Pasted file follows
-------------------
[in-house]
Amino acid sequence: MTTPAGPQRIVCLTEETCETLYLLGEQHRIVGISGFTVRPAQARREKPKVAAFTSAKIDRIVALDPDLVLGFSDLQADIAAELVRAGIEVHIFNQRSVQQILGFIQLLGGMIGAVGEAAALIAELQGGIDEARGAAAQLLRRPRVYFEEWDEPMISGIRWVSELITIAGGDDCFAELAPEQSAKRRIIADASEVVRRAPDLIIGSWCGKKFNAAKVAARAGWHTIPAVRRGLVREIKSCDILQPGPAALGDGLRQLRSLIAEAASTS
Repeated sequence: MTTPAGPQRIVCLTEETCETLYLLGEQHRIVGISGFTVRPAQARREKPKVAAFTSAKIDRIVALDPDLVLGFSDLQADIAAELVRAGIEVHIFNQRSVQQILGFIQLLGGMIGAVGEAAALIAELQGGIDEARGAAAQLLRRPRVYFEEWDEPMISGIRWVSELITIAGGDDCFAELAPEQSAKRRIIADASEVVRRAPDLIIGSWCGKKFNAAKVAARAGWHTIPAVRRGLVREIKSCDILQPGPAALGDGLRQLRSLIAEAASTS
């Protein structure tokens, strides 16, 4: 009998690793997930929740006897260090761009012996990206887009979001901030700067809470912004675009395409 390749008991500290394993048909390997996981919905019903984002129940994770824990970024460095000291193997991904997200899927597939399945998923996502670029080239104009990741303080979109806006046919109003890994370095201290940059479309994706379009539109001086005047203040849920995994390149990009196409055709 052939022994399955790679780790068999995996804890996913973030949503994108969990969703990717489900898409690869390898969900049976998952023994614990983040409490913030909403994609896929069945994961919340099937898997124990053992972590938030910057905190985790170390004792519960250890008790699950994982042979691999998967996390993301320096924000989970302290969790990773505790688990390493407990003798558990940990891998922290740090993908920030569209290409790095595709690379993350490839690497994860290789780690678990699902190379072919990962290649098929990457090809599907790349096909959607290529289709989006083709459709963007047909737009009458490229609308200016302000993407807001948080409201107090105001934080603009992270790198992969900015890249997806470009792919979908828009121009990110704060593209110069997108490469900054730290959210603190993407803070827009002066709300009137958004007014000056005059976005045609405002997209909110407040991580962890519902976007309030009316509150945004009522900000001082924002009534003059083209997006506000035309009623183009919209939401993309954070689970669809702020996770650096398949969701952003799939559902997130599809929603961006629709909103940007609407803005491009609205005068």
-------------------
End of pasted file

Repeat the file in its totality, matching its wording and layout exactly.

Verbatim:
[in-house]
Amino acid sequence: MTTPAGPQRIVCLTEETCETLYLLGEQHRIVGISGFTVRPAQARREKPKVAAFTSAKIDRIVALDPDLVLGFSDLQADIAAELVRAGIEVHIFNQRSVQQILGFIQLLGGMIGAVGEAAALIAELQGGIDEARGAAAQLLRRPRVYFEEWDEPMISGIRWVSELITIAGGDDCFAELAPEQSAKRRIIADASEVVRRAPDLIIGSWCGKKFNAAKVAARAGWHTIPAVRRGLVREIKSCDILQPGPAALGDGLRQLRSLIAEAASTS
Repeated sequence: MTTPAGPQRIVCLTEETCETLYLLGEQHRIVGISGFTVRPAQARREKPKVAAFTSAKIDRIVALDPDLVLGFSDLQADIAAELVRAGIEVHIFNQRSVQQILGFIQLLGGMIGAVGEAAALIAELQGGIDEARGAAAQLLRRPRVYFEEWDEPMISGIRWVSELITIAGGDDCFAELAPEQSAKRRIIADASEVVRRAPDLIIGSWCGKKFNAAKVAARAGWHTIPAVRRGLVREIKSCDILQPGPAALGDGLRQLRSLIAEAASTS
């Protein structure tokens, strides 16, 4: 009998690793997930929740006897260090761009012996990206887009979001901030700067809470912004675009395409 390749008991500290394993048909390997996981919905019903984002129940994770824990970024460095000291193997991904997200899927597939399945998923996502670029080239104009990741303080979109806006046919109003890994370095201290940059479309994706379009539109001086005047203040849920995994390149990009196409055709 052939022994399955790679780790068999995996804890996913973030949503994108969990969703990717489900898409690869390898969900049976998952023994614990983040409490913030909403994609896929069945994961919340099937898997124990053992972590938030910057905190985790170390004792519960250890008790699950994982042979691999998967996390993301320096924000989970302290969790990773505790688990390493407990003798558990940990891998922290740090993908920030569209290409790095595709690379993350490839690497994860290789780690678990699902190379072919990962290649098929990457090809599907790349096909959607290529289709989006083709459709963007047909737009009458490229609308200016302000993407807001948080409201107090105001934080603009992270790198992969900015890249997806470009792919979908828009121009990110704060593209110069997108490469900054730290959210603190993407803070827009002066709300009137958004007014000056005059976005045609405002997209909110407040991580962890519902976007309030009316509150945004009522900000001082924002009534003059083209997006506000035309009623183009919209939401993309954070689970669809702020996770650096398949969701952003799939559902997130599809929603961006629709909103940007609407803005491009609205005068």